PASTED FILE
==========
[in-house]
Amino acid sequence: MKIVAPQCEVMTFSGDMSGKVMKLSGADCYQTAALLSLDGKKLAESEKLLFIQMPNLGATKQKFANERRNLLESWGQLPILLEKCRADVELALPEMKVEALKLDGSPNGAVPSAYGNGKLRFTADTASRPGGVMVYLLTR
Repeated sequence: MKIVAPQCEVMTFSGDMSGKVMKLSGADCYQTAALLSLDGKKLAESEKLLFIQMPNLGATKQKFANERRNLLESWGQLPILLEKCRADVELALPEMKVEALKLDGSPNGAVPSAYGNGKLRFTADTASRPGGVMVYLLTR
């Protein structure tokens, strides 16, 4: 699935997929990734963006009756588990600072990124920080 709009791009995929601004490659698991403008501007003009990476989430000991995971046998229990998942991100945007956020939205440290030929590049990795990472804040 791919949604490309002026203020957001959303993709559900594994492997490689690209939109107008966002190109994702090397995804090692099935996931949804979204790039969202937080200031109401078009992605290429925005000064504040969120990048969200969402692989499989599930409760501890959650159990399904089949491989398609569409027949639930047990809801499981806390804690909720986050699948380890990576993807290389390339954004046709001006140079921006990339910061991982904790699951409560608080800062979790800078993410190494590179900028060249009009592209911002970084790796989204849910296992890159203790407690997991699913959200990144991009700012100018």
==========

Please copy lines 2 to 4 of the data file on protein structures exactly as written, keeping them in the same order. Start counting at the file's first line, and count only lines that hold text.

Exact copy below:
Amino acid sequence: MKIVAPQCEVMTFSGDMSGKVMKLSGADCYQTAALLSLDGKKLAESEKLLFIQMPNLGATKQKFANERRNLLESWGQLPILLEKCRADVELALPEMKVEALKLDGSPNGAVPSAYGNGKLRFTADTASRPGGVMVYLLTR
Repeated sequence: MKIVAPQCEVMTFSGDMSGKVMKLSGADCYQTAALLSLDGKKLAESEKLLFIQMPNLGATKQKFANERRNLLESWGQLPILLEKCRADVELALPEMKVEALKLDGSPNGAVPSAYGNGKLRFTADTASRPGGVMVYLLTR
């Protein structure tokens, strides 16, 4: 699935997929990734963006009756588990600072990124920080 709009791009995929601004490659698991403008501007003009990476989430000991995971046998229990998942991100945007956020939205440290030929590049990795990472804040 791919949604490309002026203020957001959303993709559900594994492997490689690209939109107008966002190109994702090397995804090692099935996931949804979204790039969202937080200031109401078009992605290429925005000064504040969120990048969200969402692989499989599930409760501890959650159990399904089949491989398609569409027949639930047990809801499981806390804690909720986050699948380890990576993807290389390339954004046709001006140079921006990339910061991982904790699951409560608080800062979790800078993410190494590179900028060249009009592209911002970084790796989204849910296992890159203790407690997991699913959200990144991009700012100018």